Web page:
To further test the method in challenging conditions of practical interest we reproduce previous results on binding of antibiotics to target peptides8. Un-patterned cantilevers were either sensitized or passivated by selectively forming a self-assembled molecular monolayer by individual incubation in micro-capillary tubes. Passive control cantilevers were coated with polyethylene glycol (PEG) and target cantilevers were coated with drug-sensitive mucopeptide analogue in a procedure detailed elsewhere8. Figure 8a shows bending of cantilevers coated with a bio-mimetic bacterial cell wall target in response to 250 μM Vancomycin detected with both the diffractive method and OBDT. Upon repetition at different Vancomycin concentrations we obtain the saturation curves in Fig. 8b,c featuring identical dissociation constants, irrespective of the detection method. The variations on the captured traces are consistent with previous experiments presented in the literature8 and interpreted to be a consequence of small instabilities of the physical system (incuding particularly microfluidics) and significantly bigger than the intrinsic resolution of the measurement methods.
Advantages and perspective
Diffraction features generated by a microstructure such as a cantilever are exquisitely sensitive to geometrical details such as curvature, tilt, position of the edges and roughness of the surface24. We have shown that this sensitivity can on one hand yield artefacts that slightly skew assumed calibrations of OBDT. On the other hand, they provide alternative means for detecting independently changes of tilt or curvature. Avoiding diffraction from the cantilever surface requires comparatively narrow illuminating beams or broad flat reflection areas. If it exists at all, the optimum position and focus of the illuminating beam will tend to be narrow and therefore continuous and tedious re-alignment and re-calibration could be necessary. Another potential problem of highly focused laser beams in liquid (often ignored) is that the measured intensity becomes sensitive to transient perturbations caused by aggregates or other impurities drifting across the beam at the narrow focus, be they suspended in the liquid or diffusing in the cantilever surface. There are several advantages to be gained by measuring the details of diffraction patterns, instead of trying to avoid them.
Keeping the laser spot larger than the cantilever dimensions makes crucial calibration adjustments, such as the exact knowledge of the laser spot position26, superfluous and therefore alignment becomes a fast, simple and reliable procedure. A broad illumination beam also minimizes the relative magnitude of perturbations caused by particles crossing the illumination beam and eliminates temperature gradients in the cantilever25,27,28. The optical diffractive readout does not necessarily rely on having a reflective surface and therefore the choice of surface coatings is widened. Beside the reflection component, cantilevers featuring slit arrays allow high signal-to-noise levels in transmission mode and more interestingly, the detector can be located off-axis around high order Bragg peaks, offering a much broader set of geometrical configurations for the detector. The relative change in size of the diffraction pattern is of particular interest because it is invariant to lateral translation and rotation and independent of the shift caused by changes in tilt, making the measurement intrinsically robust to small perturbations in the detector and cantilever positions and orientations.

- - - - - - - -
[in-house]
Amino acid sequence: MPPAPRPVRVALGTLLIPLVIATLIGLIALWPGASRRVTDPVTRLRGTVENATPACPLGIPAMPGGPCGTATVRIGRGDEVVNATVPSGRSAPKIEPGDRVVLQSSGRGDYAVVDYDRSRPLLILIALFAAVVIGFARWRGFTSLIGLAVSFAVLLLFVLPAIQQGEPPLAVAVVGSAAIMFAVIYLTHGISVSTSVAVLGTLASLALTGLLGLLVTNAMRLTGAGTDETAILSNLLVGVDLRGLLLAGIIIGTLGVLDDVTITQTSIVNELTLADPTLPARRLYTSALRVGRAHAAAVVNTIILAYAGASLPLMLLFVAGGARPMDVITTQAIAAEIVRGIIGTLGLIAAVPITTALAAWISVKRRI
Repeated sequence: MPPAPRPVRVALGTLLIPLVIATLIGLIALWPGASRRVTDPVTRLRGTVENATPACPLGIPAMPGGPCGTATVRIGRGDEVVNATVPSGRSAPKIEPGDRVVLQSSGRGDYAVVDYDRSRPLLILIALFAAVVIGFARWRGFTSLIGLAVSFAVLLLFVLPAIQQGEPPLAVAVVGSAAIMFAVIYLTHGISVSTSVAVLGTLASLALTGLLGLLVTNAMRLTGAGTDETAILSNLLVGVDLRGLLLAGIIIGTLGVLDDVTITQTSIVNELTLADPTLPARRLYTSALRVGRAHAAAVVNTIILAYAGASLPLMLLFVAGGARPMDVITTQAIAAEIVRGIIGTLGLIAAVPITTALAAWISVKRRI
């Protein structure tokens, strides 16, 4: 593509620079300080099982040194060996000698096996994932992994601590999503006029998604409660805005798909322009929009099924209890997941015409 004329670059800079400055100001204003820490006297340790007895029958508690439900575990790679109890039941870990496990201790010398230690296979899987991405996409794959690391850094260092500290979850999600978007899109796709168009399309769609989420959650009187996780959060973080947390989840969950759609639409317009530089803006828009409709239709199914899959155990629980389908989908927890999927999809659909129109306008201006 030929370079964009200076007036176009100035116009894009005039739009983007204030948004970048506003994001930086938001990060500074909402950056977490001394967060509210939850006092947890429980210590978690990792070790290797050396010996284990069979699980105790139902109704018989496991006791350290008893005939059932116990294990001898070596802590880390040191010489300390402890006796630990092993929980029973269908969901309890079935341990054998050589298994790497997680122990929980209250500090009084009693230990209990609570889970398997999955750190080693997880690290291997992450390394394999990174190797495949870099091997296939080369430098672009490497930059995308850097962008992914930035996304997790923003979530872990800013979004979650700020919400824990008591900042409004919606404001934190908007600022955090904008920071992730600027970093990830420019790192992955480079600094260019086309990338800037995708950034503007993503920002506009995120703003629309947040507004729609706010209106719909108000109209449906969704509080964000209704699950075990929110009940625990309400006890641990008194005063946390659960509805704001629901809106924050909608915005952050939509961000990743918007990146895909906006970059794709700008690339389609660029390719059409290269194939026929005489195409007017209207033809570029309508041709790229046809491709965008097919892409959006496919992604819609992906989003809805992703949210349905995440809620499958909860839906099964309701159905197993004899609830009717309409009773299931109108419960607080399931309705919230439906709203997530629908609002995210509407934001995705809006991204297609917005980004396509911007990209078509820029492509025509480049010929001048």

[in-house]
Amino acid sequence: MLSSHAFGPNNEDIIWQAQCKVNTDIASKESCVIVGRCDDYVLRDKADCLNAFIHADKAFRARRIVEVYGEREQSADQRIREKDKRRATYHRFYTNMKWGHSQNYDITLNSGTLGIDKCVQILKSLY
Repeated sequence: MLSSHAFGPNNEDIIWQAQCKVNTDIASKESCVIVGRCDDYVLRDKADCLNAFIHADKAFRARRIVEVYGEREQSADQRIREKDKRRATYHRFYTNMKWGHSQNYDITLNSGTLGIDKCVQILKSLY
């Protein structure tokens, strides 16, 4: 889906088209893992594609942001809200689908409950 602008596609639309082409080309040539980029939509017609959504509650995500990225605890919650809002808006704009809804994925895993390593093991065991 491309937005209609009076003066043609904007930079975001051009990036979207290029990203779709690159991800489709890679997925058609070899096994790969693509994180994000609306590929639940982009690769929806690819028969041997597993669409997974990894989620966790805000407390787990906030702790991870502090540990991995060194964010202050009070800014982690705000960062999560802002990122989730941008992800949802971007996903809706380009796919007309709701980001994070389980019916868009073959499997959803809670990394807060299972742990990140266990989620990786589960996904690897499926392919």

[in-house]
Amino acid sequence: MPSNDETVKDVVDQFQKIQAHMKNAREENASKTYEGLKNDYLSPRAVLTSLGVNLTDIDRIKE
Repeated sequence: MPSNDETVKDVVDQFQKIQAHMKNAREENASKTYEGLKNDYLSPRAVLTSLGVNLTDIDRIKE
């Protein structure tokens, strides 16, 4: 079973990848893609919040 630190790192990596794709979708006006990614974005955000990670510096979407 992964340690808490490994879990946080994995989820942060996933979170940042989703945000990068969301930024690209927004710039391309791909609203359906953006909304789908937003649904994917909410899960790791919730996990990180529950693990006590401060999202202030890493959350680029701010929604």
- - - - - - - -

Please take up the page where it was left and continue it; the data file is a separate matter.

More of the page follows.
We have provided an exact analytical model for parabolic bending and reflection mode and an approximate analytical solution for transmission mode when . We have also defined a figure of merit (FOM) that allows an effective implementation of the detection technique independent of these analytical considerations or other modelling.
The high order Bragg fine structure resembles that exploited for oversampled X-ray crystallography29. We have a visible light analogue of the X-ray experiments and here the information from the phase difference created by the cantilever curvature is contained in the details of the intensity between Bragg peaks.
Measuring the details of a diffraction pattern requires a more complex detection device such as a CCD or CMOS sensor array, as opposed to a simpler split photodiode. This increase in complexity is justified by the increased amount of information available, as tilt and bending is simply decoupled, in significant contrast to OBDT where there is no shape information. CCD and CMOS sensor also feature reduced bandwidth, but this is not a limitation for probing systems with relevant time scales much longer than the CCD frame acquisition period, such as the ones shown here. It is also worth noting that the ubiquity of digital imaging today, especially as compared to when OBDT was developed in the early 1990s, makes the use of position-sensitive optical detection a very competitive option for modern low-cost instrumentation.